In the early 1960s, Seeger taught civil disobedience and progressive thought at the Highlander Folk School in Monteagle, Tennessee. During that time, a colleague brought him a spiritual she’d collected from South Carolina, “I’ll Overcome.” Seeger tweaked it, and “We Shall Overcome” became a civil rights anthem.
Seeger wrote songs and participated in the environmental movement in the 1970s and 1980s and continued to play music and march for various causes throughout his life—even joining the Occupy Wall Street march in 2011, when he was in his 90s.
His music is perennially contemporary, says Place, citing, for instance, the previously unreleased “The Ballad of Dr. Dearjohn,” a Canadian folk song that was modified by two Canadian writers in the 1950s to comment on the nation’s struggle to institute universal health care. The song extols the new national plan: “It’s government sponsored and they pay the bill when you or your wife or your children get ill. It lessens the worry when sickness is near—and there’s something left over for skittles and beer!” But the physician, Dr. Dearjohn retorts, “It’s socialist, communist, and also it’s red!”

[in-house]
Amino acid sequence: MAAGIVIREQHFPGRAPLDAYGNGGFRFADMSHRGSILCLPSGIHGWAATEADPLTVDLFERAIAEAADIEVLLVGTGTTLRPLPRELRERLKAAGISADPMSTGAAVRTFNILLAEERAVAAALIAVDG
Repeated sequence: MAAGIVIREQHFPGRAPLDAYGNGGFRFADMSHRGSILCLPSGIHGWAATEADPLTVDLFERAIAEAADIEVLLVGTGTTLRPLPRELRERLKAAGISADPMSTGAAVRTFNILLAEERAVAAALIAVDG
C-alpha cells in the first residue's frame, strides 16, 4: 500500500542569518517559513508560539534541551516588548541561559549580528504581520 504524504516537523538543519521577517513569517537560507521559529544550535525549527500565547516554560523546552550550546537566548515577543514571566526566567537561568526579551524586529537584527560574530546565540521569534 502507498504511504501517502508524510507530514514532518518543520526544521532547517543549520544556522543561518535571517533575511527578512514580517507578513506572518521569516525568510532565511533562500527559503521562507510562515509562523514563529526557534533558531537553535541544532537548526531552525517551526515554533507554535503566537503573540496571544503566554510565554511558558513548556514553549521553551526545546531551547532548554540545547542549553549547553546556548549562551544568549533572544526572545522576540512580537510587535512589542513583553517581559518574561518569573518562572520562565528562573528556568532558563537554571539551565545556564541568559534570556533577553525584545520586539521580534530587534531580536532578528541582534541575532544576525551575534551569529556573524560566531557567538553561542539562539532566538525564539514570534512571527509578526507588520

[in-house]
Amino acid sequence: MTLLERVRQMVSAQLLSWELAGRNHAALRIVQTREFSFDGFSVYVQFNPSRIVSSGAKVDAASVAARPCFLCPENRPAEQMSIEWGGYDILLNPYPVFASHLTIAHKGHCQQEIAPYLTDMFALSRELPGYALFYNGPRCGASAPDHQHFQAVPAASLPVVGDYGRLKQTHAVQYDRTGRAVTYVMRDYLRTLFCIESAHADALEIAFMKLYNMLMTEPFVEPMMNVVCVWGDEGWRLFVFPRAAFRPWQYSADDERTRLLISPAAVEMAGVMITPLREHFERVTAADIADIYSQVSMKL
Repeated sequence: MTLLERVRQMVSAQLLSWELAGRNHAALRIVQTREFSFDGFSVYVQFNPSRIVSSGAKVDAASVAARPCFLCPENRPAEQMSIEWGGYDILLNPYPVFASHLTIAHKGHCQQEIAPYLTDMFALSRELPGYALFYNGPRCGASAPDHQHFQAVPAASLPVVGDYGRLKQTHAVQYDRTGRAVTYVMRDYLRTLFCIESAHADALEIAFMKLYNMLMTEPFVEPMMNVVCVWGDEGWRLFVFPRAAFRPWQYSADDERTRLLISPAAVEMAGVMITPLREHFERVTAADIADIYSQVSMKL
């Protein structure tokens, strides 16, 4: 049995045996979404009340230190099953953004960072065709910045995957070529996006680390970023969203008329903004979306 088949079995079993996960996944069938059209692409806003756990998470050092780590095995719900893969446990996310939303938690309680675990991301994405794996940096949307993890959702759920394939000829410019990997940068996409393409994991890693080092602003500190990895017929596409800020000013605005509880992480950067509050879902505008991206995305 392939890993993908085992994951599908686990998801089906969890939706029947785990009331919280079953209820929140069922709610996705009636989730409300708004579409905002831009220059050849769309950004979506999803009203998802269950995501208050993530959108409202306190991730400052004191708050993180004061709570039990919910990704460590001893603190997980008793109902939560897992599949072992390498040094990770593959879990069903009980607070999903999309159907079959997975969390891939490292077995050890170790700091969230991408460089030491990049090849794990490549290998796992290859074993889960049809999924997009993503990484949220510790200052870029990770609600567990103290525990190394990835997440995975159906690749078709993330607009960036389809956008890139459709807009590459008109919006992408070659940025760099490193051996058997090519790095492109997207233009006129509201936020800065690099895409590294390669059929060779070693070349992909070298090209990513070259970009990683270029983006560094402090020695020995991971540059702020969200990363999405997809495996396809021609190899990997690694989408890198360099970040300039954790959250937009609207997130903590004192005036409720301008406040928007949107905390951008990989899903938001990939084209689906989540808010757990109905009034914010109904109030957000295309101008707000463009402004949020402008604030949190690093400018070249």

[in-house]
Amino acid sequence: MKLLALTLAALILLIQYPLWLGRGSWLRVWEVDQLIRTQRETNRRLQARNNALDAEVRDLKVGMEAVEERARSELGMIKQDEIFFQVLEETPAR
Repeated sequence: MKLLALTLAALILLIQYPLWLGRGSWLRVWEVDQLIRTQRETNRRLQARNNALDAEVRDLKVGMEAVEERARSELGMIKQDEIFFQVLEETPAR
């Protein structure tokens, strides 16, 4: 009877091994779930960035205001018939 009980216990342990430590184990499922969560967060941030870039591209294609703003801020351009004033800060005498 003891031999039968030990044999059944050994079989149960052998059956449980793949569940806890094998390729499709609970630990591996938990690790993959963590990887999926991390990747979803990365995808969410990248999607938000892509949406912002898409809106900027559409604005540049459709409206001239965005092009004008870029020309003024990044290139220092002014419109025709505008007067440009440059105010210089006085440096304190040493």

When Place heard it, he thought, “this is timely, it should go on this set.”
Santelli believes that Seeger would be diving into today’s battles if he were still alive. “With the threat of climate change being so dramatic and so close, Pete would be on the front lines rallying kids,” he says. “There is no Pete Seeger today, unfortunately, but we have Pete Seeger’s music, and we have his writings as a source of inspiration to move us forward,” says Santelli.
In 2002, Seeger summed up his beliefs, which many would welcome in today’s fraught times.
“Our government must represent us—we, the people. Not just big oil and other special interests. It must recognize that the United States, as the most powerful nation on Earth, has inherited a moral obligation to the people of the world. We must lead by example. We must assume that our vision of egalitarian democracy and civil society applies to people of all nations, colors and faiths, and not just to certain segments of the population within our national boundaries. We need to practice what we preach.”